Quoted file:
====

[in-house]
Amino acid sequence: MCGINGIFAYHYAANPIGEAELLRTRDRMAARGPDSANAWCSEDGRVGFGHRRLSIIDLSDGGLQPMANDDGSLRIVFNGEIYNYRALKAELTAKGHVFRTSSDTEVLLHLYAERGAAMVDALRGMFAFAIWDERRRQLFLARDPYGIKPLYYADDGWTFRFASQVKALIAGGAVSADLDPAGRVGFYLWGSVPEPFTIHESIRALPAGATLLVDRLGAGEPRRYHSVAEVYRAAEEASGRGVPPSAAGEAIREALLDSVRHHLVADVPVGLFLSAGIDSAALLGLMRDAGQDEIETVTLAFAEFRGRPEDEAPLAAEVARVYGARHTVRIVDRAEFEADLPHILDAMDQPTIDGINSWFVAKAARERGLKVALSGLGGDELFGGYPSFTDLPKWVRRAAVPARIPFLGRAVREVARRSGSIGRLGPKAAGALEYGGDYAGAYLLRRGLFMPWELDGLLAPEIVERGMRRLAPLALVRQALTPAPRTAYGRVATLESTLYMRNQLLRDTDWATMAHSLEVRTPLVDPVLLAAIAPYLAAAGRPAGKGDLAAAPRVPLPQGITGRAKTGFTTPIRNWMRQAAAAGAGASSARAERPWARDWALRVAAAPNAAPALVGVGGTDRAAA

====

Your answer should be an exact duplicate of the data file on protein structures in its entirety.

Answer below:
[in-house]
Amino acid sequence: MCGINGIFAYHYAANPIGEAELLRTRDRMAARGPDSANAWCSEDGRVGFGHRRLSIIDLSDGGLQPMANDDGSLRIVFNGEIYNYRALKAELTAKGHVFRTSSDTEVLLHLYAERGAAMVDALRGMFAFAIWDERRRQLFLARDPYGIKPLYYADDGWTFRFASQVKALIAGGAVSADLDPAGRVGFYLWGSVPEPFTIHESIRALPAGATLLVDRLGAGEPRRYHSVAEVYRAAEEASGRGVPPSAAGEAIREALLDSVRHHLVADVPVGLFLSAGIDSAALLGLMRDAGQDEIETVTLAFAEFRGRPEDEAPLAAEVARVYGARHTVRIVDRAEFEADLPHILDAMDQPTIDGINSWFVAKAARERGLKVALSGLGGDELFGGYPSFTDLPKWVRRAAVPARIPFLGRAVREVARRSGSIGRLGPKAAGALEYGGDYAGAYLLRRGLFMPWELDGLLAPEIVERGMRRLAPLALVRQALTPAPRTAYGRVATLESTLYMRNQLLRDTDWATMAHSLEVRTPLVDPVLLAAIAPYLAAAGRPAGKGDLAAAPRVPLPQGITGRAKTGFTTPIRNWMRQAAAAGAGASSARAERPWARDWALRVAAAPNAAPALVGVGGTDRAAA